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This week, I got an email from TPG reader Gene asking a question that is on a lot of people’s minds:
“Can you address the question of “targeting” and why some people are and some are not targeted for big credit card bonuses or discounts like the latest Amex promotion with hotel gift cards at the reduced level of 9600 points. I am sure you have other readers like myself who have not been recipients of this ‘targeting’ and yet like myself, spend a substantial amount with Amex each month (about $20,000-$30,000 average per month for me). Yet I get nothing. I have contacted Amex numerous times and they are totally brain dead with their responses.”
While most people toss out snail mail credit card offers, I always open them with as much fervor as someone trying to get Willy Wonka’s golden ticket. Credit card companies, airlines, hotels (and pretty much any other company) know that word spreads instantly in the internet age, so they’ve resorted to running niche targeted promotions, often via US Mail, to protect themselves in the case that the promotion goes viral. Why do they do this? There are a lot of reasons, but mostly to generate revenue among a target population. After all, marketing budget may not be able to handle everyone getting in on the offer, but they perhaps want to entice a certain population to spend/stay/fly more.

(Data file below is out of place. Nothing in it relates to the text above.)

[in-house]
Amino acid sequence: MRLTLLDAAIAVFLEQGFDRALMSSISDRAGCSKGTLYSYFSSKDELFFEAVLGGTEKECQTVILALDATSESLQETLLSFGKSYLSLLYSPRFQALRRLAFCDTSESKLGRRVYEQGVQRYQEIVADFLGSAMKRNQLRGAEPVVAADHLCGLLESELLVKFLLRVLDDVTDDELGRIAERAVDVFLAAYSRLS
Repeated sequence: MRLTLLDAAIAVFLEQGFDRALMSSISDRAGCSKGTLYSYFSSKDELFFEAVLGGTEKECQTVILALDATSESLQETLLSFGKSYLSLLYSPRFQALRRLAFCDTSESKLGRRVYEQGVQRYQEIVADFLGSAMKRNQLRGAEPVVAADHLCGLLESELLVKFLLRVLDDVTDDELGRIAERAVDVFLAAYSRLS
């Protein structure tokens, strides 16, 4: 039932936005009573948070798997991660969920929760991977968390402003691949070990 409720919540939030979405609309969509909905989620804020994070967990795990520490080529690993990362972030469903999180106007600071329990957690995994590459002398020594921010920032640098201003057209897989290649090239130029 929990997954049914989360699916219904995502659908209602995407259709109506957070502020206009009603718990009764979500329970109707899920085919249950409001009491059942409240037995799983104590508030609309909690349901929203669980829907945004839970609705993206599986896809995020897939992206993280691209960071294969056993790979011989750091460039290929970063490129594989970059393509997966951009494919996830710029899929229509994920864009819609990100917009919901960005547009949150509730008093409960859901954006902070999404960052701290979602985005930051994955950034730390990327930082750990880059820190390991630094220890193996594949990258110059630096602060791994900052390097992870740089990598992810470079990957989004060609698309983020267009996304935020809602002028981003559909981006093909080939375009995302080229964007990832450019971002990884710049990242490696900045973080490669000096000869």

There’s not a whole lot you can do to be considered for targeted promotions, but I have two pieces of advice:
1) Make sure you are signed up to receive marketing emails. I know we are accustomed to opting out of emails, but I always read my credit card/airline/hotel emails, because once in a while a great deal comes through.
To change your email preferences with American Express, login -> Profile & Preferences -> Update Contact Information -> General Marketing Email Preferences. Make sure you have the “New Card & Credit Offers” tab under American Express Services checked off.
2) Always ask to be considered for a targeted offer. While most companies will shut you down if you ask to be included, it never hurts to ask. Sometimes you might even be targeted, but never received the notification so I always try to sign up anyway – can’t hurt.
Chase Sapphire Preferred® Card
|Intro APR||Regular APR||Annual Fee||Balance Transfer Fee||Credit Rating|
|N/A||16.24%-23.24% Variable||Introductory Annual Fee of $0 the first year, then $95||See Terms||Excellent Credit|